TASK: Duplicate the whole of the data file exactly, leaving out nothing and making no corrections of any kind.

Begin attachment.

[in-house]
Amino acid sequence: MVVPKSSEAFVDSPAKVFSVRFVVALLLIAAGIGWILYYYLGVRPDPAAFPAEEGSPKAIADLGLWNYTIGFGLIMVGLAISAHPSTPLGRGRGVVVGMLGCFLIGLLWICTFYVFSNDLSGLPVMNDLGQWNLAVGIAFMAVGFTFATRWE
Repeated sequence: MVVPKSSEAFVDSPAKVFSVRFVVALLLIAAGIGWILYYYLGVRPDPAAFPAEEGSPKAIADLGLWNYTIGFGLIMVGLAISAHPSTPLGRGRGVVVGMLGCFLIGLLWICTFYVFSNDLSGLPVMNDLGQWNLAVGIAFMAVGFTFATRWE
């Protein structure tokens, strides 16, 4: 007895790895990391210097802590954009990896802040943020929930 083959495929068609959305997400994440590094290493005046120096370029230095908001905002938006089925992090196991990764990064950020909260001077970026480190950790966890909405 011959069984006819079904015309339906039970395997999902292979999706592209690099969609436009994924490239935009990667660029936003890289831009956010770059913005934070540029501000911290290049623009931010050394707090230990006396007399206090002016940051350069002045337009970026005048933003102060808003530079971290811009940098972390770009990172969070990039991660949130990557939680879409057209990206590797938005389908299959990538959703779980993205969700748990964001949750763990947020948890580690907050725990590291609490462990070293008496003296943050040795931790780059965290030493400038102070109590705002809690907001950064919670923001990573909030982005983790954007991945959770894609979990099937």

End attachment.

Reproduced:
[in-house]
Amino acid sequence: MVVPKSSEAFVDSPAKVFSVRFVVALLLIAAGIGWILYYYLGVRPDPAAFPAEEGSPKAIADLGLWNYTIGFGLIMVGLAISAHPSTPLGRGRGVVVGMLGCFLIGLLWICTFYVFSNDLSGLPVMNDLGQWNLAVGIAFMAVGFTFATRWE
Repeated sequence: MVVPKSSEAFVDSPAKVFSVRFVVALLLIAAGIGWILYYYLGVRPDPAAFPAEEGSPKAIADLGLWNYTIGFGLIMVGLAISAHPSTPLGRGRGVVVGMLGCFLIGLLWICTFYVFSNDLSGLPVMNDLGQWNLAVGIAFMAVGFTFATRWE
């Protein structure tokens, strides 16, 4: 007895790895990391210097802590954009990896802040943020929930 083959495929068609959305997400994440590094290493005046120096370029230095908001905002938006089925992090196991990764990064950020909260001077970026480190950790966890909405 011959069984006819079904015309339906039970395997999902292979999706592209690099969609436009994924490239935009990667660029936003890289831009956010770059913005934070540029501000911290290049623009931010050394707090230990006396007399206090002016940051350069002045337009970026005048933003102060808003530079971290811009940098972390770009990172969070990039991660949130990557939680879409057209990206590797938005389908299959990538959703779980993205969700748990964001949750763990947020948890580690907050725990590291609490462990070293008496003296943050040795931790780059965290030493400038102070109590705002809690907001950064919670923001990573909030982005983790954007991945959770894609979990099937």